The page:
Over the years I have fixed or repaired many a computer system, involving all hardware from RAM to motherboards. On laptop systems I basically limited myself to adding RAM, replacing a hard disk and a CD/DVD player. So this morning when I read this article over at PC World about replacing a laptop video display adapter on a laptop, I had to take a look.

The articles itself is a slide show that shows the procedure the user completed on a Dell laptop. The basics of removing the screen, keyboard and internals were covered. But when it came to the last step of replacing the video adapter the show and tell ceased. Instead the writer just stated:

Step 5: Replace Graphics Card, and Close

On our laptop, the preceding steps gave us access to the graphics/video card assembly, which we removed by loosening two screws. Then, after installing our new card, we reversed the procedure to put everything back together as before, and fired up the laptop.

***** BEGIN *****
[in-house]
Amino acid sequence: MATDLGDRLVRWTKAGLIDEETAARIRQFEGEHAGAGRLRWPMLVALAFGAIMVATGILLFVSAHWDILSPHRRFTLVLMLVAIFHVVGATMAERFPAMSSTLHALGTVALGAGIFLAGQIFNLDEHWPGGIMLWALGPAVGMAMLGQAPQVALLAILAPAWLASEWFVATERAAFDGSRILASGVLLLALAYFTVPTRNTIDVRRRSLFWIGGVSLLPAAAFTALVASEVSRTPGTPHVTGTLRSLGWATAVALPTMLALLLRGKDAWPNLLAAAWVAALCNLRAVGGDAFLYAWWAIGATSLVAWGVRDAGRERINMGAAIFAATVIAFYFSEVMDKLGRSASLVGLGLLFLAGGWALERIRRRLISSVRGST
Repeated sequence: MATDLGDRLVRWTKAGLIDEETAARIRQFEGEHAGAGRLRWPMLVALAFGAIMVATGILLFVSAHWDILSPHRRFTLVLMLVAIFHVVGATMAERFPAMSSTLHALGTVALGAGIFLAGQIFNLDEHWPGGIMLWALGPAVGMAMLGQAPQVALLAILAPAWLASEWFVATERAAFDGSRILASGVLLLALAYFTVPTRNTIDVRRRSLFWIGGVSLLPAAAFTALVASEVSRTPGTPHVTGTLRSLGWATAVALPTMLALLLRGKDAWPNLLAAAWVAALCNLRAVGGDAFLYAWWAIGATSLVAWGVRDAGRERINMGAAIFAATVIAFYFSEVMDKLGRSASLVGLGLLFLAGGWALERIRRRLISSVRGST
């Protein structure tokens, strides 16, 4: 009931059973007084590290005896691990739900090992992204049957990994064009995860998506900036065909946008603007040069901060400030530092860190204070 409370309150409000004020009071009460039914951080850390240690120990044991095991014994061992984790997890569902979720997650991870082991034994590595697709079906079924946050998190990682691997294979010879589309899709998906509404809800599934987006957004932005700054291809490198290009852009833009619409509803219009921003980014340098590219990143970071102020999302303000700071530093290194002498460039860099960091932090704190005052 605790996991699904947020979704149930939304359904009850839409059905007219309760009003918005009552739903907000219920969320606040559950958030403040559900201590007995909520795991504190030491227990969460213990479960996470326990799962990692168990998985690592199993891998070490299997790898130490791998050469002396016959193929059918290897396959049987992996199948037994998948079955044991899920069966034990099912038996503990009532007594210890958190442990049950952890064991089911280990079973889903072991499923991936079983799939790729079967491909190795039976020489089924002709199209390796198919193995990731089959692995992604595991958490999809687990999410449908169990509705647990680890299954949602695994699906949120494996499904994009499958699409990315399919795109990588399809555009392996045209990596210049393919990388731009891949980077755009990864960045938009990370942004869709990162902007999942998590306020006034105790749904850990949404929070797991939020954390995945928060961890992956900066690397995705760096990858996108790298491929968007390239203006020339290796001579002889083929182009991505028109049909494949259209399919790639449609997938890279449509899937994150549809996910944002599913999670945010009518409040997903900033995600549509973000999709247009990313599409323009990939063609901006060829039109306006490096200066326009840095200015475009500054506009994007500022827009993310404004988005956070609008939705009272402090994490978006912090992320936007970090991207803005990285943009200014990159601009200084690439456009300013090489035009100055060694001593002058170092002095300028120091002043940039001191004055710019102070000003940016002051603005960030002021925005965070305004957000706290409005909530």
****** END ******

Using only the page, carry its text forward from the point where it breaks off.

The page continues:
New card installed, the system gave us basic video with standard VGA drivers, which kicked in automatically. After we downloaded the proper video driver from the vendor’s Web site, we enjoyed full resolution and color support.

Interesting. But I have a few questions.  Has anyone tried this? Also, are the instructions kind of spotty to allow a user to complete the procedure? Or am I being to picky?

Another question. Don’t most laptops have the graphics built onto the motherboard instead of plugging in? It would seem to me that those can not be upgraded.

Let me know what you think.

Comments welcome.

Source.